Nunc dimittis

January 29, 2021

Raymond James Brunner, 71, organbuilder and organ historian, died November 17, 2020, in East Petersburg, Pennsylvania. Born June 19, 1949, in Lancaster, Pennsylvania, he was the author of a comprehensive study of 18th- and 19th-century Pennsylvania German organbuilders and their instruments, That Ingenious Business, published in 1990 by the Pennsylvania German Society. He was a member of the Organ Historical Society and the American Institute of Organbuilders.

In February 1981, Mr. Brunner founded the organbuilding firm Brunner & Heller in Marietta, Pennsylvania, with Alan E. Heller (1952–2008), becoming sole proprietor of R. J. Brunner & Co. of Silver Spring, Pennsylvania, in October 1984. Both had worked as organbuilders at James R. McFarland & Co., Millersville, Pennsylvania. The Brunner firm reorganized in 2016 as Brunner & Associates, LLC, with partners Hans Herr and Thomas Becker.

Organ restorations performed by Brunner and his firm include the organ built in 1770 by David Tannenberg at Zion Moselem Lutheran Church, Kutztown, Pennsylvania, and partial restoration of the 1804 Tannenberg at the York County Historical Society, York, Pennsylvania. Other restorations and restorative repairs include 18th- and 19th-century organs built by Krauss, Doll, Jardine, Felgemaker, E. W. Lane, Bohler, Pilcher, M. P. Möller, Hook & Hastings, Hall & Labagh, and others. As well, the firm has restored and rebuilt organs of later periods and actions and built new organs of mechanical and electro-pneumatic actions.

A 1971 graduate of Lehigh University, Bethlehem, Pennsylvania, with a degree in civil engineering, Brunner worked eight years with the Pennsylvania Department of Transportation in the Research and Development Department, becoming licensed as a professional engineer. He then switched careers to pursue organbuilding and his lifelong interests in precision woodworking and cabinetmaking, antiques, and Pennsylvania German history and culture. He was largely influenced by his grandmother, the late Hattie Klapp Brunner (1889–1982), who was a well-known researcher and dealer in Pennsylvania German antiques, becoming a celebrated folk-art painter at age 67 with her grandson’s encouragement.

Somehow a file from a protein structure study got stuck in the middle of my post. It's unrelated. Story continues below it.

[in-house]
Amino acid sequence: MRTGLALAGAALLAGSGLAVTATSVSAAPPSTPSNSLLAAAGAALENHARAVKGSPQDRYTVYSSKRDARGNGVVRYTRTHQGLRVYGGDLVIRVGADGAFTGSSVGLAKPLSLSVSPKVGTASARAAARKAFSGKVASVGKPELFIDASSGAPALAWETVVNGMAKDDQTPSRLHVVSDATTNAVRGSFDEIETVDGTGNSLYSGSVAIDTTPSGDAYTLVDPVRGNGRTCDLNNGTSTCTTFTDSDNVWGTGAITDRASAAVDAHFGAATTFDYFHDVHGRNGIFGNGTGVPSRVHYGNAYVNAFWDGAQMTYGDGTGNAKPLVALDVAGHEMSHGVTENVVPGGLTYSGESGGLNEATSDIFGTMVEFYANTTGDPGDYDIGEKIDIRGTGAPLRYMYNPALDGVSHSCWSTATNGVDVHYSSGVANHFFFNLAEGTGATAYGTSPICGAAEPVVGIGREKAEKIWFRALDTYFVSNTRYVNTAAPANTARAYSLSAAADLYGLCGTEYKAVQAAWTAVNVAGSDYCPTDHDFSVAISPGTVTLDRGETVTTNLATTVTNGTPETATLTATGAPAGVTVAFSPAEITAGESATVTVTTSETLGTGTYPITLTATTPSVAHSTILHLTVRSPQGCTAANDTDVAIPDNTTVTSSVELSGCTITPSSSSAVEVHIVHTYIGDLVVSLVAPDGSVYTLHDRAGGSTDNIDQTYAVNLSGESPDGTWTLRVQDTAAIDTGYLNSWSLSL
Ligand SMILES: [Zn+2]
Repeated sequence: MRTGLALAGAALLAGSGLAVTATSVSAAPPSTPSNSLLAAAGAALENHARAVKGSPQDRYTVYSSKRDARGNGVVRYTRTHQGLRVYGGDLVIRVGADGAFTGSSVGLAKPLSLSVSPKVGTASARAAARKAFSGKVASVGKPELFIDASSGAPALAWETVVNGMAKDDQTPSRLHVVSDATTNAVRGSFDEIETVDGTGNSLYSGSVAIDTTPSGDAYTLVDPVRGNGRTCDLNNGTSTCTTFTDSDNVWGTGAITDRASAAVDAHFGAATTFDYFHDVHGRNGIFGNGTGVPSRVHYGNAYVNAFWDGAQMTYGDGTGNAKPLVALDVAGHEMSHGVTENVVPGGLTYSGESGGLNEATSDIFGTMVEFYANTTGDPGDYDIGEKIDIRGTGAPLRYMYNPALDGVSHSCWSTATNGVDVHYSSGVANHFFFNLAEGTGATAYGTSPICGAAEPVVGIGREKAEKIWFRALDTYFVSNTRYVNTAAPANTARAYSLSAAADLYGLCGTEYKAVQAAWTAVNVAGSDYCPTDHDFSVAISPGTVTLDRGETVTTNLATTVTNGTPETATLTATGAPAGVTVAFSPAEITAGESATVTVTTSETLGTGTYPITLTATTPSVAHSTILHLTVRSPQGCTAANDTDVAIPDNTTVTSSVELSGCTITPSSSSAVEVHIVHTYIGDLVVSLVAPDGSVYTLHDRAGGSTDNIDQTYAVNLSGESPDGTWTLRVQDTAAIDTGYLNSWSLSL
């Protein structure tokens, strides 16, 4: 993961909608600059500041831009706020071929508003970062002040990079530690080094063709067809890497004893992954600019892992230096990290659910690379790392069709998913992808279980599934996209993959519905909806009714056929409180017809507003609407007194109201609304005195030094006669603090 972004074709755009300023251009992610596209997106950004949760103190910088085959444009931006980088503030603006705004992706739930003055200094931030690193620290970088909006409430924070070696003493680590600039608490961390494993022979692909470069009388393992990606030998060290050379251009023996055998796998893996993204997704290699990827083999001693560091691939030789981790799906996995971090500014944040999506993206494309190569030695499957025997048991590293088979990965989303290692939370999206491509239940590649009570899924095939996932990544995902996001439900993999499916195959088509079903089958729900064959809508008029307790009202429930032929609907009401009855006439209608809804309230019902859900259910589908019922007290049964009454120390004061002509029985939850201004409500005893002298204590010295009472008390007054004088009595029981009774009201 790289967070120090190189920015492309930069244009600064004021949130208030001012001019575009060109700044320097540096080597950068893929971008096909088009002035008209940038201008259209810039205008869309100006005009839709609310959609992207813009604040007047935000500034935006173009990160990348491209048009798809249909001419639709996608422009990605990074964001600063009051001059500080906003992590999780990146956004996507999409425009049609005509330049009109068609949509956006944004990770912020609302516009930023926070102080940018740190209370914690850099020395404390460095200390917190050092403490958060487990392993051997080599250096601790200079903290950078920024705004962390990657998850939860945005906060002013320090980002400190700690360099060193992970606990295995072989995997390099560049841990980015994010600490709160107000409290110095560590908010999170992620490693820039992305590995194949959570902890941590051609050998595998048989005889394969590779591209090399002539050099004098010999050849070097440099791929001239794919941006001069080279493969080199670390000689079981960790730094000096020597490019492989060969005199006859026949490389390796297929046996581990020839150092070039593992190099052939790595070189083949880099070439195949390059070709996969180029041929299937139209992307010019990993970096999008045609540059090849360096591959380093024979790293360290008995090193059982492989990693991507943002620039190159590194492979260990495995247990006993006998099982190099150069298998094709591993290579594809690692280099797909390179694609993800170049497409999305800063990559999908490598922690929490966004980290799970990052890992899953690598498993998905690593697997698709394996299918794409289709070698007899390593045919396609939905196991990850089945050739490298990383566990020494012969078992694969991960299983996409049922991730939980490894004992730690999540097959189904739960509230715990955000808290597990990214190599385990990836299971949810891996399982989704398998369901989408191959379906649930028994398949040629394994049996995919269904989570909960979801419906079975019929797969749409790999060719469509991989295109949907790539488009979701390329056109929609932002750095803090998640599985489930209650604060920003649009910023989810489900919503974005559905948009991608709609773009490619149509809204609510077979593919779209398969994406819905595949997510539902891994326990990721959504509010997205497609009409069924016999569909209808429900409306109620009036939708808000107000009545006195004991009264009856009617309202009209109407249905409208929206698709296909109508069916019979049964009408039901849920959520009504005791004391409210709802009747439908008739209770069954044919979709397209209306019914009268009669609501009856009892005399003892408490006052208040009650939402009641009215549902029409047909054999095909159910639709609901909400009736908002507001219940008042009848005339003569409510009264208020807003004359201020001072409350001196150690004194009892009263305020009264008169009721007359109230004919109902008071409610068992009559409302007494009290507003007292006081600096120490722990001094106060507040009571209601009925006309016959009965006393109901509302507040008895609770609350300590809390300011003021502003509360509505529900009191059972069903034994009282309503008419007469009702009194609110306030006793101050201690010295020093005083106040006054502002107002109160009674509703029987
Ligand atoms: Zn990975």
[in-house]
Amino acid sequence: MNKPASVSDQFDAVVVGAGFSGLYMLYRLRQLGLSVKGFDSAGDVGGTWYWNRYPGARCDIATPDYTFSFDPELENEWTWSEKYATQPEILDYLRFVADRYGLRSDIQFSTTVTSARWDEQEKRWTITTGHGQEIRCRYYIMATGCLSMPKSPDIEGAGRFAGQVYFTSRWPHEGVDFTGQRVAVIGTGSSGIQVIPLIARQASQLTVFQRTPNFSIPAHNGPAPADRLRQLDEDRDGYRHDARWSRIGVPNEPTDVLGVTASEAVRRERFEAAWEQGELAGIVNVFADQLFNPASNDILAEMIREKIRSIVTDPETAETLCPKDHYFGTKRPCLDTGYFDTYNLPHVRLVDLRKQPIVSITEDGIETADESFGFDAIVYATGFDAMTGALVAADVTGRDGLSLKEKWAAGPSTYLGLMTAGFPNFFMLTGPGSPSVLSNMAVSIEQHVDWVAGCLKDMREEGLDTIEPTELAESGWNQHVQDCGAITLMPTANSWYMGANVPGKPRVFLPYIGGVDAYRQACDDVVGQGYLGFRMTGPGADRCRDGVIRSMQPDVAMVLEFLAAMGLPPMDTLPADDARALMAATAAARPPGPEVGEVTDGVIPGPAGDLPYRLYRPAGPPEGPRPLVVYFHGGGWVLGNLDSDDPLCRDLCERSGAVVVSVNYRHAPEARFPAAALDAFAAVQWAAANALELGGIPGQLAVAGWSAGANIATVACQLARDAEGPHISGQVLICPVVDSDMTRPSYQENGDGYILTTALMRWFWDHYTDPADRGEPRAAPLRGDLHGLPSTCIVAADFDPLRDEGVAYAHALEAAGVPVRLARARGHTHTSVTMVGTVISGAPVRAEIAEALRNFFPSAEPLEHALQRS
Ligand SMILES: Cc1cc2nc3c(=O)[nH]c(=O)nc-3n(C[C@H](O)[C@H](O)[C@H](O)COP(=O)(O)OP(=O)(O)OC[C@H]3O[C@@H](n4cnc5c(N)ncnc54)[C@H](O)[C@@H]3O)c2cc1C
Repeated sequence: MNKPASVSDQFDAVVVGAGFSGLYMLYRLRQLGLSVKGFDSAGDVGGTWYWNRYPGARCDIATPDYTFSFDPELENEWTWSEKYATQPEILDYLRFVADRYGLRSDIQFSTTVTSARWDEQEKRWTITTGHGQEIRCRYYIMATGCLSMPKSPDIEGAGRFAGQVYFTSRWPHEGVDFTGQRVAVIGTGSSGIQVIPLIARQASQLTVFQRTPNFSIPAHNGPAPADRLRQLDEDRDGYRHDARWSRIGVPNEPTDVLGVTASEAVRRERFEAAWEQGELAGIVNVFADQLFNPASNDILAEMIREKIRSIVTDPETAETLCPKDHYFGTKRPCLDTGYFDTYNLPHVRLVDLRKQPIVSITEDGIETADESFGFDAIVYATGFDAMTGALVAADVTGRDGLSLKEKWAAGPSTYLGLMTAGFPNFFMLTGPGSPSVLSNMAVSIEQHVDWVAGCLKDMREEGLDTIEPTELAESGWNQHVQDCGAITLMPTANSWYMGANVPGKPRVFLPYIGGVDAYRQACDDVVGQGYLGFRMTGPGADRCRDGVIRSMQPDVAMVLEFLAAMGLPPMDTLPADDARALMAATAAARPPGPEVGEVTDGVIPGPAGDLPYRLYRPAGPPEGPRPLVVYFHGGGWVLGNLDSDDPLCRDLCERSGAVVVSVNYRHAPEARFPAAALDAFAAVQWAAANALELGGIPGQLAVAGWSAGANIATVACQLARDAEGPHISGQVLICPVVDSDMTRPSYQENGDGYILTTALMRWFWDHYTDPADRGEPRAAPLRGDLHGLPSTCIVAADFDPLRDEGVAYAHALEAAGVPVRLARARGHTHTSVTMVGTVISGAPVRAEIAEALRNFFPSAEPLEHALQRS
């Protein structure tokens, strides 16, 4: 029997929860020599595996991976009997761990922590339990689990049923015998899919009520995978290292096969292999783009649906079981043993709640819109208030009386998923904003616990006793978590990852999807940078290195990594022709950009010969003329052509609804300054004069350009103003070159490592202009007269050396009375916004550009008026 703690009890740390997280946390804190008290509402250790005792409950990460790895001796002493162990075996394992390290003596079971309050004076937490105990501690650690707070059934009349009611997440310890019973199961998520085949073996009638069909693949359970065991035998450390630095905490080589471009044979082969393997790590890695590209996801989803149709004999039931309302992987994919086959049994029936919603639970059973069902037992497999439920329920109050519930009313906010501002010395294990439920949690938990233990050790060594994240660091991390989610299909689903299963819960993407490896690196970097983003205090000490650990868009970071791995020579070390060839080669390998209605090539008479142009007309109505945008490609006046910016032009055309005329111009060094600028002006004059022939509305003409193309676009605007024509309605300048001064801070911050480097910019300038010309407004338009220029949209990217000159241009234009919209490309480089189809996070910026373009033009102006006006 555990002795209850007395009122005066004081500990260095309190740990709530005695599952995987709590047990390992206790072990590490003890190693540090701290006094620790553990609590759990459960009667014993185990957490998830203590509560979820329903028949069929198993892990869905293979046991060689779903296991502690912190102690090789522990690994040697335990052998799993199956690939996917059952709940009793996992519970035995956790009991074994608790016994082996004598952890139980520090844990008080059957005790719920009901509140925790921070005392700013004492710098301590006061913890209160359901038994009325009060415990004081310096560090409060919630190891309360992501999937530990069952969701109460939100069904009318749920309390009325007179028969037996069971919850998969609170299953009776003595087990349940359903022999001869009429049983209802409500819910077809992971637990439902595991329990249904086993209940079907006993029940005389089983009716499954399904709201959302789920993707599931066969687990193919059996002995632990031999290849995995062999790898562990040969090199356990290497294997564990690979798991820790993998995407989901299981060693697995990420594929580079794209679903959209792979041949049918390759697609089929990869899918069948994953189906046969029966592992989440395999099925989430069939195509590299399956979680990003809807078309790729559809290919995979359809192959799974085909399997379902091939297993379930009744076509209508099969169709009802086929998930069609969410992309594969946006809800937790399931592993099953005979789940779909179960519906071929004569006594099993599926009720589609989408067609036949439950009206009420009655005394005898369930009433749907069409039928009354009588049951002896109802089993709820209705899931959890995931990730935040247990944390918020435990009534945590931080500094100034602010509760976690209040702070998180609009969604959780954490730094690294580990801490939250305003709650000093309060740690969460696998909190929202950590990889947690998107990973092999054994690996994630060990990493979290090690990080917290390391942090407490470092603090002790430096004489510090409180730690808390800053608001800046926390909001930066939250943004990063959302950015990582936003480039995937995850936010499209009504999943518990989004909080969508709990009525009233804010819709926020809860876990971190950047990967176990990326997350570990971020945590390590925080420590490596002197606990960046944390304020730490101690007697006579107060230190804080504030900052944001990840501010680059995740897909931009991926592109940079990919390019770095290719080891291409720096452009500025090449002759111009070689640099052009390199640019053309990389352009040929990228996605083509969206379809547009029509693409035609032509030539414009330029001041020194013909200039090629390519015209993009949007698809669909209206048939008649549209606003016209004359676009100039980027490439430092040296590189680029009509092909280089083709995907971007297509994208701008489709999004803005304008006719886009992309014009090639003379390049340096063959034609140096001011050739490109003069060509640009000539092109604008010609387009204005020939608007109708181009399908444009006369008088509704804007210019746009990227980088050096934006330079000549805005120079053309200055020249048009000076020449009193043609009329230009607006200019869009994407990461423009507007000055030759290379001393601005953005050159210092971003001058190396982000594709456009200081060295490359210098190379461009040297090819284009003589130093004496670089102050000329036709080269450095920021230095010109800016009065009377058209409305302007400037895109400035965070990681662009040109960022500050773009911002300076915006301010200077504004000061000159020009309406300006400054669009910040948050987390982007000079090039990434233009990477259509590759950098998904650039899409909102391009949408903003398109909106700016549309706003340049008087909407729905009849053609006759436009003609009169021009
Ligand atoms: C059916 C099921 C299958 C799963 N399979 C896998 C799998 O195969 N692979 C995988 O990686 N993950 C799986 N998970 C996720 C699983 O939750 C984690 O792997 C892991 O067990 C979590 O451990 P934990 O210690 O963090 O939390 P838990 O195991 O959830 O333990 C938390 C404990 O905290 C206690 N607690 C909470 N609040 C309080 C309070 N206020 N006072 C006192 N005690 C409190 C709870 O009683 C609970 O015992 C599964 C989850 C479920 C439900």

Brunner attended Holy Spirit Lutheran Church for 35 years. He enjoyed classic cars, trains, and was a member of the Studebaker Drivers Club of America and the Studebaker Drivers Club-Keystone Region. Other pastimes included reading, especially early American history and genealogy, as well as world travel with his wife, Martha, and boating, camping, and swimming with his family on his family’s island in the Susquehanna River.

Raymond Brunner is survived by his wife, Martha Sweigart Brunner, and by his children with his first wife, organbuilder Ruth E. Rissmiller Brunner (1958–2003): Owen J. Brunner (Jaimie) of Bel Air, Maryland; Amy E. Moore (Jeffrey) of Columbia, Pennsylvania; and Amelia R. Brunner (fiancée of Nicholas), Rochester, New York. A public memorial service will be planned for a later date.